A mini-symposium on Animal Welfare in Africa aimed to raise awareness of animal welfare concerns that were mostly unique to Africa but also had many lessons for those concerned with animal welfare in Australia.
Dr. Peter Thornber, Commonwealth Veterinary Association (CVA) President, gave the keynote speech, which included a description of the social issues facing livestock keepers in Africa, and emphasised the close connection between human and animal welfare. He also outlined the growing donkey trade to produce the gelatine aphrodisiac product, Ejiao, for the Chinese medicine market. He noted that some 14 countries in Africa have now banned the export of donkey skins and live donkeys because of animal welfare issues and the social impact of losing working donkeys, particularly for village women.
The strategy stresses that animal welfare is becoming an increasing concern in Africa. It follows a ‘One Welfare’ approach, stressing the benefits of animal welfare to the continent: “adoption of good animal welfare practices for the human well-being, sustainable livelihoods, poverty reduction and economic growth”. The vision of the AWSA is “an Africa where animals are treated as sentient beings, as a leading continent in the implementation of good animal welfare practices for a competitive and sustainable animal resource industry”.
Participants in the Symposium also heard presentations on the animal welfare challenges in Kenya and the range of welfare impacts of rhino horn farming, when compared with the usual poaching of the horn. The study looked at welfare impacts on rhinos, from animals kept on farms with horns removed versus the damage and subsequent death of poached wild rhinos.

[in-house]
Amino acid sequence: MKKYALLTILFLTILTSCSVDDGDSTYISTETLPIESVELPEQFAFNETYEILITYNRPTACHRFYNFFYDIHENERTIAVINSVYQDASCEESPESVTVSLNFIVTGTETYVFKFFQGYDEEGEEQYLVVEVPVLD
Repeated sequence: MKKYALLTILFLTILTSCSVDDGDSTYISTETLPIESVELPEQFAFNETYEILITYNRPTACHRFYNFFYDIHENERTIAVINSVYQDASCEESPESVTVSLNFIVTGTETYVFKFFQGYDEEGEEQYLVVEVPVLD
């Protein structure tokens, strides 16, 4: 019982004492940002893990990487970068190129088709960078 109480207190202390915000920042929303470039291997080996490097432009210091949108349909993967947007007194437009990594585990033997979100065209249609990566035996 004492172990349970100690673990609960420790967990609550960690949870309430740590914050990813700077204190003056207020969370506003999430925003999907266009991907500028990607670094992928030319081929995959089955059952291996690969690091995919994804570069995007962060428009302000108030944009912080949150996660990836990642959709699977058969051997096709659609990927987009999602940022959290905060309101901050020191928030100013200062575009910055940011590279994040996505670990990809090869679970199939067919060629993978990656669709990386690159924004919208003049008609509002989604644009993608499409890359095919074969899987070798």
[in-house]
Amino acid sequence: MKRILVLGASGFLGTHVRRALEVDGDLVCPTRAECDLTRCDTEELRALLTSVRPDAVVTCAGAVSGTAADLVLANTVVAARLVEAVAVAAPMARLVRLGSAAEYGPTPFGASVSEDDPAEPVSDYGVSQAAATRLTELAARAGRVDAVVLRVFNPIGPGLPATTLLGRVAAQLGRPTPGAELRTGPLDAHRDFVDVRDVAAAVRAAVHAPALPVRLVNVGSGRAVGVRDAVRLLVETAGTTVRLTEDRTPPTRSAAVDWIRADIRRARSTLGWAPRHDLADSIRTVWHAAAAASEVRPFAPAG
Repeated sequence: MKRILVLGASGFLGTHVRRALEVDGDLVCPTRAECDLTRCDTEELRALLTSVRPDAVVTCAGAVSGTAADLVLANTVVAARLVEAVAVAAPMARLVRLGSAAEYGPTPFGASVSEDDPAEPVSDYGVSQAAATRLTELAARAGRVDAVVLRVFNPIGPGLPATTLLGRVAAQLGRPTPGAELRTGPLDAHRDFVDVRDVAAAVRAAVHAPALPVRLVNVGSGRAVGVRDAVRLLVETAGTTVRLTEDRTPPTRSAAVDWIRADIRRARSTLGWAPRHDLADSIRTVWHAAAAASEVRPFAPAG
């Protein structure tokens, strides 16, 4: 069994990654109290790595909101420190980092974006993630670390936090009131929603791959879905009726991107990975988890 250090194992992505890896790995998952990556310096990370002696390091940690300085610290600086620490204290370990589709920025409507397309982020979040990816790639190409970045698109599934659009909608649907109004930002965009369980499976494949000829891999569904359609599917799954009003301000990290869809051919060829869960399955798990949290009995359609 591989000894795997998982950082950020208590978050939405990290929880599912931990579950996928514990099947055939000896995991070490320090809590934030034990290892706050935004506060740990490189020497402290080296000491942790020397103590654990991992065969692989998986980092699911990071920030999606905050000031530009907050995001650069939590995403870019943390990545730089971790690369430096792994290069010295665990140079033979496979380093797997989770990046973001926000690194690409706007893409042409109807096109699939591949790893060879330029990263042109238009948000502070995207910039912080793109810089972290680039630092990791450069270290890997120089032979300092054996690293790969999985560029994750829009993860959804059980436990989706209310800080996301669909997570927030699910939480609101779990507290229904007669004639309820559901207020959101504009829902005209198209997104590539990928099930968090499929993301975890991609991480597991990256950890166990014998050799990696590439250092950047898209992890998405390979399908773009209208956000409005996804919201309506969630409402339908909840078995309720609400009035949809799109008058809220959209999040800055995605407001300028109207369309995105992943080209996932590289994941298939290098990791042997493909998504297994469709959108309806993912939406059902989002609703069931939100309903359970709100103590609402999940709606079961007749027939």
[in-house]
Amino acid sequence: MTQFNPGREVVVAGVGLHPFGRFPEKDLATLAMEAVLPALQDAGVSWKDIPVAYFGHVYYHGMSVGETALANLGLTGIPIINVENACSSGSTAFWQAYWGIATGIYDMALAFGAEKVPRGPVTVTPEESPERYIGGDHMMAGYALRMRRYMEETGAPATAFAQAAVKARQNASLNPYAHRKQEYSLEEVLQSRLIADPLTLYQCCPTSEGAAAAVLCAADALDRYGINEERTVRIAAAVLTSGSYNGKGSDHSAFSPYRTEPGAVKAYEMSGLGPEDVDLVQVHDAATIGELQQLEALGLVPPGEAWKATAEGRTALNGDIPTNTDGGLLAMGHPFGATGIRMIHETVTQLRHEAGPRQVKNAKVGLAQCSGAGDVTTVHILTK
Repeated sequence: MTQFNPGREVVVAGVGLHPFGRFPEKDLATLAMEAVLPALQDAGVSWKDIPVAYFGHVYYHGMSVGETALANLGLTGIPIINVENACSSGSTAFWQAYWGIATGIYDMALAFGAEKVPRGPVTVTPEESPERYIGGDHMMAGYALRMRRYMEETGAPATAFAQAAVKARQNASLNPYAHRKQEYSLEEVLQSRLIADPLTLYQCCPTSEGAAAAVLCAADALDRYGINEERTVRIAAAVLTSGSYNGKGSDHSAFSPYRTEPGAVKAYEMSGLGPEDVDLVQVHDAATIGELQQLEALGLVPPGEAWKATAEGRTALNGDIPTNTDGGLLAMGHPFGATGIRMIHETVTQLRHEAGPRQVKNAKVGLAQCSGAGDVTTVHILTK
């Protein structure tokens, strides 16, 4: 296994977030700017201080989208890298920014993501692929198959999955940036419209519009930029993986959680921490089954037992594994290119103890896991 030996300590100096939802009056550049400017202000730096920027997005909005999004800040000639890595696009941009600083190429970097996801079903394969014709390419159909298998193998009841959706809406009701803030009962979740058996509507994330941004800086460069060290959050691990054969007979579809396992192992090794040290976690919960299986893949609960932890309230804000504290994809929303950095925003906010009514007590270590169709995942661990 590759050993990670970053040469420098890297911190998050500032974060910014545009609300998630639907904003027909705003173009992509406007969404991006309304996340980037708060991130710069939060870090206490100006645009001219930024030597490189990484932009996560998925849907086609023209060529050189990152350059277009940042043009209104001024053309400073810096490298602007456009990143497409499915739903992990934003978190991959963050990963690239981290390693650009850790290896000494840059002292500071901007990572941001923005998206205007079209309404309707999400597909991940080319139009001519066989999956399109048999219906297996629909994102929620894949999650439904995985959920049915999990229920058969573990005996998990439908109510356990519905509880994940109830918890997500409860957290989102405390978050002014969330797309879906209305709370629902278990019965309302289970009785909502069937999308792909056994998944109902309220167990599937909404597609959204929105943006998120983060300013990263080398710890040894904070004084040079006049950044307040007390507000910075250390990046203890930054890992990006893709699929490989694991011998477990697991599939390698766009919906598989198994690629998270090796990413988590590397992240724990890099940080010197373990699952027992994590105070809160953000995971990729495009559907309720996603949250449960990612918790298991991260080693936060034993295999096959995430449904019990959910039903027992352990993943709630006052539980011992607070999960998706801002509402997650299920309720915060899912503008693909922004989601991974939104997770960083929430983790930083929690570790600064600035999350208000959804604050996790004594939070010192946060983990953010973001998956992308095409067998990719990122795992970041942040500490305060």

Dr. Amira Goma from the Alexandria University, Egypt, presented a fascinating talk on the welfare of laboratory animals in Africa. Dr. Ann Wilson, a lecturer from the University of South Africa, talked about the pros and cons of farming lions and other wildlife species. These farmed animals are regarded as having no conservation value because they cannot be released into the wild. However, their use in providing lion cubs for ‘petting’ and the opportunity to walk with young lions raises awareness and attracts donations, while at the same time raising some concerns about the welfare and ethics of the practice.3 She contrasted how many African countries burn ivory recovered from poachers to send a message to the trade, but South Africa sells it to raise money for anti-poaching armies and other conservation initiatives.
Organised by the Centre for Animal Welfare and Ethics of the University of Queensland Veterinary School, the event was supported by the University Federation of Animal Welfare and the School of Veterinary Science, University of Alexandria, Egypt.
In September, we reported on the issue of donkey poaching, and on the Golden Jubilee of the Kenyan Veterinary Association joint meeting with the Commonwealth Veterinary Association. This included a half-day workshop on working equids, which was funded by the Donkey Sanctuary, and not the Brooke, as was stated, although they were prominent participants in the workshop.4 The two organisations work closely together, and both have veterinary teams in multiple countries, including Egypt, Ethiopia, Kenya, India, Mexico, the Caribbean and South America.
- Cox J. Animal Welfare Strategy for Africa Endorsed. http://worldanimal. net/world-animal-net-blog/item/448-animal-welfare-strategy-for-africa- endorsed. Accessed November 2017.
- Department of Agriculture and Water Resources. Australian Animal Welfare Strategy (AAWS) and National Implementation Plan 2010–14. http://www.agriculture.gov.au/animal/welfare/aaws/australian-animal-welfare-strategy-aaws-and-national-implementation-plan-2010-14. Accessed November 2017.
- Barkham P. Canned hunting: the lions bred for slaughter. The Guardian, 2013. https://www.theguardian.com/environment/2013/jun/03/canned-hunting-lions-bred-slaughter. Accessed November 2017.
- Jackson A. Donkey poaching: a growing global threat. Aust Vet J 2017;95(9):N16.
This article appeared in the December 2017 issue of the Australian Veterinary Journal
Drs Amira Goma and Peter Thornber